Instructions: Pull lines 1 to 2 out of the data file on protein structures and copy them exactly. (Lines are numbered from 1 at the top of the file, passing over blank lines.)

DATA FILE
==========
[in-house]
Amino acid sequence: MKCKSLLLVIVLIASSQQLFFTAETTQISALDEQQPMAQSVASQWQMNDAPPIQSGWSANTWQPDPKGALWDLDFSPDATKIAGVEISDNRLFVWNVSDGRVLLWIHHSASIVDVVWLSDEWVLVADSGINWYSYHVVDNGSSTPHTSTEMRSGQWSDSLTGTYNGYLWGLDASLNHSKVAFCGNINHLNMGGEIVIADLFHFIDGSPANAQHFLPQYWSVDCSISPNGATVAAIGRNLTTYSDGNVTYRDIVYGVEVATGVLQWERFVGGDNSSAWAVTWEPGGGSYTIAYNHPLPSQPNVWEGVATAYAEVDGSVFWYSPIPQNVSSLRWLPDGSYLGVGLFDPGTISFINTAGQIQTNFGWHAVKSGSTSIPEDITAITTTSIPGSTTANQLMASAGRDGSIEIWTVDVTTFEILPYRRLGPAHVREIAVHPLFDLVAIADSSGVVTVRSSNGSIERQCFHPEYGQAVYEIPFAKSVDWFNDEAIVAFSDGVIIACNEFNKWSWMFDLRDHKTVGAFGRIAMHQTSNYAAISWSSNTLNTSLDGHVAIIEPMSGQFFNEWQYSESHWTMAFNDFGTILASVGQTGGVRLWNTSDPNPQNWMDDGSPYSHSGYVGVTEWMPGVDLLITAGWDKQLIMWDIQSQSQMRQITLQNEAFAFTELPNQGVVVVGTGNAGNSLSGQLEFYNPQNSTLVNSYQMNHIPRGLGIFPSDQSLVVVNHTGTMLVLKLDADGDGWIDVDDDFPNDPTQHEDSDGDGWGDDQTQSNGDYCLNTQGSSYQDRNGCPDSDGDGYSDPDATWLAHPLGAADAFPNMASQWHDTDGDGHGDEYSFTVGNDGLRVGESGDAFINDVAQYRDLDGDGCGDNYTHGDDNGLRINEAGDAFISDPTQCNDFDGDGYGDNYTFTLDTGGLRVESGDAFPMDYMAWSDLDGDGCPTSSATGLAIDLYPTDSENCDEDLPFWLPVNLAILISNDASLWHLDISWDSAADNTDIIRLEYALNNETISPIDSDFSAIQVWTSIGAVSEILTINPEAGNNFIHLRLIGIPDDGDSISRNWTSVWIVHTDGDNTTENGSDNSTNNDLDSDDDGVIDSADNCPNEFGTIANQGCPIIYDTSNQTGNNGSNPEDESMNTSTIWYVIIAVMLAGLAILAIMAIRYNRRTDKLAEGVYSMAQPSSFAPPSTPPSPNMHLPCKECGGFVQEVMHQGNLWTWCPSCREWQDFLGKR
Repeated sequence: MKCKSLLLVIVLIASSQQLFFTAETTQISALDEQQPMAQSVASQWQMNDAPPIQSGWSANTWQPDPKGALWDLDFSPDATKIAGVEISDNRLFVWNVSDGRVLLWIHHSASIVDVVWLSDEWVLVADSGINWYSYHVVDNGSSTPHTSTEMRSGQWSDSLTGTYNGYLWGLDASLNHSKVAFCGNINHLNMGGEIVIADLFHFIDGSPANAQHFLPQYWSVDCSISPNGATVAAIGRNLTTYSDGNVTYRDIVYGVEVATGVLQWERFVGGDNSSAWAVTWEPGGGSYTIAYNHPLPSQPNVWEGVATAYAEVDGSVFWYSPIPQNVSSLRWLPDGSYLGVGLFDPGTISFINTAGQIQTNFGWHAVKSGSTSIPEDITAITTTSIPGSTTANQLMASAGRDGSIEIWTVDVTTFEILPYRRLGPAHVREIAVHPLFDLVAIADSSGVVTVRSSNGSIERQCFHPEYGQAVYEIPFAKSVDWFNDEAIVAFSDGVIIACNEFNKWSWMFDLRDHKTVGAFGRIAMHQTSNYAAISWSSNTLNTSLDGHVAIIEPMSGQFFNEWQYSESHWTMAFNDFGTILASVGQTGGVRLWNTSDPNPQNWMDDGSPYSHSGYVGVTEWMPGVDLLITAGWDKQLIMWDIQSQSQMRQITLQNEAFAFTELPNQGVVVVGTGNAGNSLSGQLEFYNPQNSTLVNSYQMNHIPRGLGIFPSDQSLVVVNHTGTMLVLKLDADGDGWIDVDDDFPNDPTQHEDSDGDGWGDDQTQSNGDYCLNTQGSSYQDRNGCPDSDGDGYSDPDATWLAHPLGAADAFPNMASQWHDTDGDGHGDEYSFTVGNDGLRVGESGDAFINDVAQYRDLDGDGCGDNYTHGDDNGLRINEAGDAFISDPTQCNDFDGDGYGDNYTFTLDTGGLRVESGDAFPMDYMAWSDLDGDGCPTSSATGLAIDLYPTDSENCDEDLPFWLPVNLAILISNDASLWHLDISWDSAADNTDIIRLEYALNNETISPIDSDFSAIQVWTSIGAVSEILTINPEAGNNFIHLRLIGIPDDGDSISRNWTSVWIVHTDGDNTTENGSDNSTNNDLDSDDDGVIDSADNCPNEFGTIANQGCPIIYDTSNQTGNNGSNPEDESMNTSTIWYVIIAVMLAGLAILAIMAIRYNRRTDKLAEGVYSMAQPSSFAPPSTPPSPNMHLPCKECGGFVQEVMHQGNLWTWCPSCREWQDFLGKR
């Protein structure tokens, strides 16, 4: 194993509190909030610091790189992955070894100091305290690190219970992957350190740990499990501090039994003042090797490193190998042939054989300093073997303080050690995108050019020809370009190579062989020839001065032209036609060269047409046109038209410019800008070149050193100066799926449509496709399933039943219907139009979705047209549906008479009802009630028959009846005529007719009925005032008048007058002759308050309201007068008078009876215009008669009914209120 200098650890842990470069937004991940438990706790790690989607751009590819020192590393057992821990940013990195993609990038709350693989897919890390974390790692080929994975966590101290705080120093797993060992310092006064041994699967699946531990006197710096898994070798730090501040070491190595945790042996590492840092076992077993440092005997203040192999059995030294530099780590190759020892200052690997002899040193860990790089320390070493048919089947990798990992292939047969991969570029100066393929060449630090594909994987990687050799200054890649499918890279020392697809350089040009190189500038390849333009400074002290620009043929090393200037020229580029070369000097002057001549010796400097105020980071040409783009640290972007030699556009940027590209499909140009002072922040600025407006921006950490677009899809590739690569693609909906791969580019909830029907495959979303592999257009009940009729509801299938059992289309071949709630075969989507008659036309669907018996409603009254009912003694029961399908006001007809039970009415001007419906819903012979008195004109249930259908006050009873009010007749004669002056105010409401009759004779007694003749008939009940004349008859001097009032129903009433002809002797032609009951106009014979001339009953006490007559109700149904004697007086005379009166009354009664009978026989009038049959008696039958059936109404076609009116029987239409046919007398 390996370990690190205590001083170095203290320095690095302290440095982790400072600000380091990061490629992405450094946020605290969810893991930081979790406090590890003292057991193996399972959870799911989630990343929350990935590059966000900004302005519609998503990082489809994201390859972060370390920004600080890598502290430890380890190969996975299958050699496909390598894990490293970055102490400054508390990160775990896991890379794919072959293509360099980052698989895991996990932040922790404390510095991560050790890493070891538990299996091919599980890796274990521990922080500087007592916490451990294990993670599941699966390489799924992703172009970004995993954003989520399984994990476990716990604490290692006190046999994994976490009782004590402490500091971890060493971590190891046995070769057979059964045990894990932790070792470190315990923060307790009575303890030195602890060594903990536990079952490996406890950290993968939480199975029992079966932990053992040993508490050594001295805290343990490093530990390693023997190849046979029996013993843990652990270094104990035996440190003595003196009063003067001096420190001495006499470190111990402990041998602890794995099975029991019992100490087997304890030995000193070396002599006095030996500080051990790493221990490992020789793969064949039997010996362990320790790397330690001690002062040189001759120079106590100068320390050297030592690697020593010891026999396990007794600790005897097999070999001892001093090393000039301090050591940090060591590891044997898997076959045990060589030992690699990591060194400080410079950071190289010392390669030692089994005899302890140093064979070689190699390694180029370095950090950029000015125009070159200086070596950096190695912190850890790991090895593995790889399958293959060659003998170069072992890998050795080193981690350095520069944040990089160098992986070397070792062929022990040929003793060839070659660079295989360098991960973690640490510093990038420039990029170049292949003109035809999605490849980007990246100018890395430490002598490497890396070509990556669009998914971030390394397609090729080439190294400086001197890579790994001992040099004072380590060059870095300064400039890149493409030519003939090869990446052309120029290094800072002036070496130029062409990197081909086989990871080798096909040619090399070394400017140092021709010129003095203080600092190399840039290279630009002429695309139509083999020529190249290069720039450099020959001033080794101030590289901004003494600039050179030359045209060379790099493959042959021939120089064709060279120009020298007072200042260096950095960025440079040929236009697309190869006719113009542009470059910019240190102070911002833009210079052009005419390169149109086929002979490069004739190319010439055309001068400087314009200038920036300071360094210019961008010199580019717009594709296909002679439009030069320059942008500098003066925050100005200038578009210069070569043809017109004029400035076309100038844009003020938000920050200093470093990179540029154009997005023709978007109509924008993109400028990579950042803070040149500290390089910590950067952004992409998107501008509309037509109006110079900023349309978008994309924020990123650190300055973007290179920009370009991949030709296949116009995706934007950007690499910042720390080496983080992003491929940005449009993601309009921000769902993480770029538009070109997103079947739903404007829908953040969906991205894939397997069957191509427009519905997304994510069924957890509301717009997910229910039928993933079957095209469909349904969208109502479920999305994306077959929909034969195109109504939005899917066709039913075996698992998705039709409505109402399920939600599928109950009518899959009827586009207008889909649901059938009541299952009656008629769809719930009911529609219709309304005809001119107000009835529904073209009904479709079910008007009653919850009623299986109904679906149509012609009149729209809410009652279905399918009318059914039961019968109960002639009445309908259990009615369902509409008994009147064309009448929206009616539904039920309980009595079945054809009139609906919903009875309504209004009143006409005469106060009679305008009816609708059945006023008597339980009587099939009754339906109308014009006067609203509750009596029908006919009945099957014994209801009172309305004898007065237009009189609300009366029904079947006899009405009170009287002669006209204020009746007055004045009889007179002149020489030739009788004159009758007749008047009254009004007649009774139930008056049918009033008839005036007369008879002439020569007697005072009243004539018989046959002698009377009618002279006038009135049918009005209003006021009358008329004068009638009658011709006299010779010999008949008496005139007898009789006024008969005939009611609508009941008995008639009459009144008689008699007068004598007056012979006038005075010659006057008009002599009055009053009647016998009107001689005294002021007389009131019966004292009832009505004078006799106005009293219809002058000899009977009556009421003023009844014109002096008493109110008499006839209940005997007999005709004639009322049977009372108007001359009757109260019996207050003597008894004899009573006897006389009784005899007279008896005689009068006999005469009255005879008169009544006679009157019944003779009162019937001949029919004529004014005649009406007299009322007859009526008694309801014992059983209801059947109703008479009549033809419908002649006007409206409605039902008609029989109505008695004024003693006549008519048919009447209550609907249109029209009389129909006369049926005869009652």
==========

[in-house]
Amino acid sequence: MKCKSLLLVIVLIASSQQLFFTAETTQISALDEQQPMAQSVASQWQMNDAPPIQSGWSANTWQPDPKGALWDLDFSPDATKIAGVEISDNRLFVWNVSDGRVLLWIHHSASIVDVVWLSDEWVLVADSGINWYSYHVVDNGSSTPHTSTEMRSGQWSDSLTGTYNGYLWGLDASLNHSKVAFCGNINHLNMGGEIVIADLFHFIDGSPANAQHFLPQYWSVDCSISPNGATVAAIGRNLTTYSDGNVTYRDIVYGVEVATGVLQWERFVGGDNSSAWAVTWEPGGGSYTIAYNHPLPSQPNVWEGVATAYAEVDGSVFWYSPIPQNVSSLRWLPDGSYLGVGLFDPGTISFINTAGQIQTNFGWHAVKSGSTSIPEDITAITTTSIPGSTTANQLMASAGRDGSIEIWTVDVTTFEILPYRRLGPAHVREIAVHPLFDLVAIADSSGVVTVRSSNGSIERQCFHPEYGQAVYEIPFAKSVDWFNDEAIVAFSDGVIIACNEFNKWSWMFDLRDHKTVGAFGRIAMHQTSNYAAISWSSNTLNTSLDGHVAIIEPMSGQFFNEWQYSESHWTMAFNDFGTILASVGQTGGVRLWNTSDPNPQNWMDDGSPYSHSGYVGVTEWMPGVDLLITAGWDKQLIMWDIQSQSQMRQITLQNEAFAFTELPNQGVVVVGTGNAGNSLSGQLEFYNPQNSTLVNSYQMNHIPRGLGIFPSDQSLVVVNHTGTMLVLKLDADGDGWIDVDDDFPNDPTQHEDSDGDGWGDDQTQSNGDYCLNTQGSSYQDRNGCPDSDGDGYSDPDATWLAHPLGAADAFPNMASQWHDTDGDGHGDEYSFTVGNDGLRVGESGDAFINDVAQYRDLDGDGCGDNYTHGDDNGLRINEAGDAFISDPTQCNDFDGDGYGDNYTFTLDTGGLRVESGDAFPMDYMAWSDLDGDGCPTSSATGLAIDLYPTDSENCDEDLPFWLPVNLAILISNDASLWHLDISWDSAADNTDIIRLEYALNNETISPIDSDFSAIQVWTSIGAVSEILTINPEAGNNFIHLRLIGIPDDGDSISRNWTSVWIVHTDGDNTTENGSDNSTNNDLDSDDDGVIDSADNCPNEFGTIANQGCPIIYDTSNQTGNNGSNPEDESMNTSTIWYVIIAVMLAGLAILAIMAIRYNRRTDKLAEGVYSMAQPSSFAPPSTPPSPNMHLPCKECGGFVQEVMHQGNLWTWCPSCREWQDFLGKR